August 14: Building Trust For Boards & C-Suites and why published scientific evidence is important.

August 15: (Trust) Communication & the Hiring Process discusses engaging employees in the decision.

August 16: CEO Tip: Trust Your Board as Your Ally emphasizes the importance of trusting partnerships.

August 17: The Culture is the Secret Sauce that must bubble down from the Boardroom to the Mailroom.

August 18: Trust & Strategy Thinking reminds us that it is hard to trust when you cannot relate.

August 19: Be Proactive About Trust & Integrity: just handling problems as they arise is not enough.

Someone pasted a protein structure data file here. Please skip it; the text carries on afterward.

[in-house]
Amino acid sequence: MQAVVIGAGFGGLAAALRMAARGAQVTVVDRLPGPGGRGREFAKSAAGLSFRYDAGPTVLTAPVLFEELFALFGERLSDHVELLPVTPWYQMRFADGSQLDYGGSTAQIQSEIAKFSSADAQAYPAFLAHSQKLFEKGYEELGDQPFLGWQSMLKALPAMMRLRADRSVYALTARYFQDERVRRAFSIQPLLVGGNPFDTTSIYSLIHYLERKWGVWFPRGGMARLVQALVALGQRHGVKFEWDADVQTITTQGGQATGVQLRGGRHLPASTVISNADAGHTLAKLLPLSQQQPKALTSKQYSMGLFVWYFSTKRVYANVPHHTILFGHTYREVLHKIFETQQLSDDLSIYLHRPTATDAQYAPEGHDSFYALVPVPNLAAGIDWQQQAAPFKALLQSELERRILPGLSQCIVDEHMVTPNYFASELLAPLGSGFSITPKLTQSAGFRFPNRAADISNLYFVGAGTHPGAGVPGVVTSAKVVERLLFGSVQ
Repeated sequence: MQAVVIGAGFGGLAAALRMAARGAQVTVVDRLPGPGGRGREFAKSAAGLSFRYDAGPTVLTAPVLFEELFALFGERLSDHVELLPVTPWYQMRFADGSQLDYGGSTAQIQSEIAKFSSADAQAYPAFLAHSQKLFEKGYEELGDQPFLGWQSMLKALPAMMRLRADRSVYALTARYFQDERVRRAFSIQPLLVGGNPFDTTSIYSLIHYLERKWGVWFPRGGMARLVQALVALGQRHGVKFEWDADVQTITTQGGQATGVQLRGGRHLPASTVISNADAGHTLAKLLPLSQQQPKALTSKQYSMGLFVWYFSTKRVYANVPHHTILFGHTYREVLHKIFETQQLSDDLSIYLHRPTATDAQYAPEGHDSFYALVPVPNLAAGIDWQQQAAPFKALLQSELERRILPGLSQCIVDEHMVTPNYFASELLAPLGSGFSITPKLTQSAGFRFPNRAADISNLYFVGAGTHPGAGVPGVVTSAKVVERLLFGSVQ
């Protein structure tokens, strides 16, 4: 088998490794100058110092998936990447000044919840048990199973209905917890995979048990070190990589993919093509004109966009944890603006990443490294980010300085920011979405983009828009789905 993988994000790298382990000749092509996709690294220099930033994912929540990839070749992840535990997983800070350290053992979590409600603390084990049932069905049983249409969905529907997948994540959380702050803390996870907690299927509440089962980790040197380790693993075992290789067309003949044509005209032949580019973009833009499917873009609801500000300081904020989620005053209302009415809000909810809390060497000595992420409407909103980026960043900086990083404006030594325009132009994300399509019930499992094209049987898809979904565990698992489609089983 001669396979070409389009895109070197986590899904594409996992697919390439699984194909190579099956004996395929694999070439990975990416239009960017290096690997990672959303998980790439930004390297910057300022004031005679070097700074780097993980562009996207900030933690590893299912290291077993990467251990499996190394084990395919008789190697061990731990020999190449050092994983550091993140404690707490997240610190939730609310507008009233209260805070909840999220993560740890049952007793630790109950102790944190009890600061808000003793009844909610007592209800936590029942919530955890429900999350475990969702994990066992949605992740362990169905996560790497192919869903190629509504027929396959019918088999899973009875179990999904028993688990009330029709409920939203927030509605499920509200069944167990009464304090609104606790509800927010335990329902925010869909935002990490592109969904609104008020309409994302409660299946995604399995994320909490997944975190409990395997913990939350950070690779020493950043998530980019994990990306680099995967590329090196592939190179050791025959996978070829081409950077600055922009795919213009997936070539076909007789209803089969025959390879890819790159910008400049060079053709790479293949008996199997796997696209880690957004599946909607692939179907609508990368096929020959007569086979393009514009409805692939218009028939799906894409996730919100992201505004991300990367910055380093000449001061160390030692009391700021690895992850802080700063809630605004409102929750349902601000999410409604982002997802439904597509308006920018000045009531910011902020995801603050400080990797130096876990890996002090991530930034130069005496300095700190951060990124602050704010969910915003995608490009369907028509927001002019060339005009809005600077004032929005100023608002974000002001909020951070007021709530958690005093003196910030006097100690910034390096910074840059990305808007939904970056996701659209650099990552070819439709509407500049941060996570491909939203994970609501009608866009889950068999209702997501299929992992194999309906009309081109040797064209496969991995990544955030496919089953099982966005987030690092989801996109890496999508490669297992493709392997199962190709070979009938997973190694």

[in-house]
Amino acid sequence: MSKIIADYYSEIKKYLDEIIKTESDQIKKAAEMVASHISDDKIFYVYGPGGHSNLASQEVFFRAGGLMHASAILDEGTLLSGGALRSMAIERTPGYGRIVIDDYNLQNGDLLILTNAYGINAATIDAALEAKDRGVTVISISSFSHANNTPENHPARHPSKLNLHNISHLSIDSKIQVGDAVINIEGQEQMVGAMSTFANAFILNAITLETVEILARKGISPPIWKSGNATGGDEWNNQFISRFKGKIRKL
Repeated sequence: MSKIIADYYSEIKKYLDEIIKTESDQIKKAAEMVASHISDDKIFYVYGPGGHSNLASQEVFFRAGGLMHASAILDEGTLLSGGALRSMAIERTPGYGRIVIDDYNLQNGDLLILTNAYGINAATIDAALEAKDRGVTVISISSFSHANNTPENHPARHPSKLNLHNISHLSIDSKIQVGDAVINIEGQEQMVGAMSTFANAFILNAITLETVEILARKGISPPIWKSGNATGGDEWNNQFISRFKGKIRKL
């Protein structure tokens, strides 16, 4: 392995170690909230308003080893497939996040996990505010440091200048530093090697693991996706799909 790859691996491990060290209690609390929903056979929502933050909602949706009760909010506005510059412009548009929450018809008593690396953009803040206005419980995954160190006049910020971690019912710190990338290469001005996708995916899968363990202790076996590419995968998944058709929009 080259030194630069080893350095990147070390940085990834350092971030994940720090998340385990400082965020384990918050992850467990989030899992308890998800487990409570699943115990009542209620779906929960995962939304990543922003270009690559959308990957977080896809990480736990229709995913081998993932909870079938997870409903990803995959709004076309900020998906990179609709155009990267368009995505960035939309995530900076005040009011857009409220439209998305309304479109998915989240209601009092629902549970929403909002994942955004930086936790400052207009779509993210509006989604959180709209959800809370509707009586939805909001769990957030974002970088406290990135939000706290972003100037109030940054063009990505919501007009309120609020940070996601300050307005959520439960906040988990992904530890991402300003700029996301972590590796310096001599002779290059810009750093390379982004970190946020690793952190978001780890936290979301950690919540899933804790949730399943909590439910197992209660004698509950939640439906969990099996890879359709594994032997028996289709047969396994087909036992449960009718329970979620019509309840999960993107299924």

August 20: Trust Traps reminds us to ask the tough questions.

August 21: Trust Danger Signs and the need for synergy between the Board and Senior Managers.

August 22: Trust & Public Rewards reminds us to publicly acknowledge and reward staff.

August 23: The Cost of Mistrust and 8 ways to develop it.

August 24: Forward-Thinking Boards Build Trust and will commit to lighthouse leadership and employee engagement.

August 25: When Trust Breaks Down: 5 Steps You Can Take to rebuild it.

Barbara Brooks Kimmel is the Executive Director of Trust Across America-Trust Around the World whose mission is to help organizations build trust. She is also the editor of the award winning TRUST INC. book series. In 2012 Barbara was named “One of 25 Women Changing the World” by Good Business International.

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Should you wish to communicate directly with Barbara, drop her a note at Barbara@trustacrossamerica.com

Copyright © 2014, Next Decade, Inc.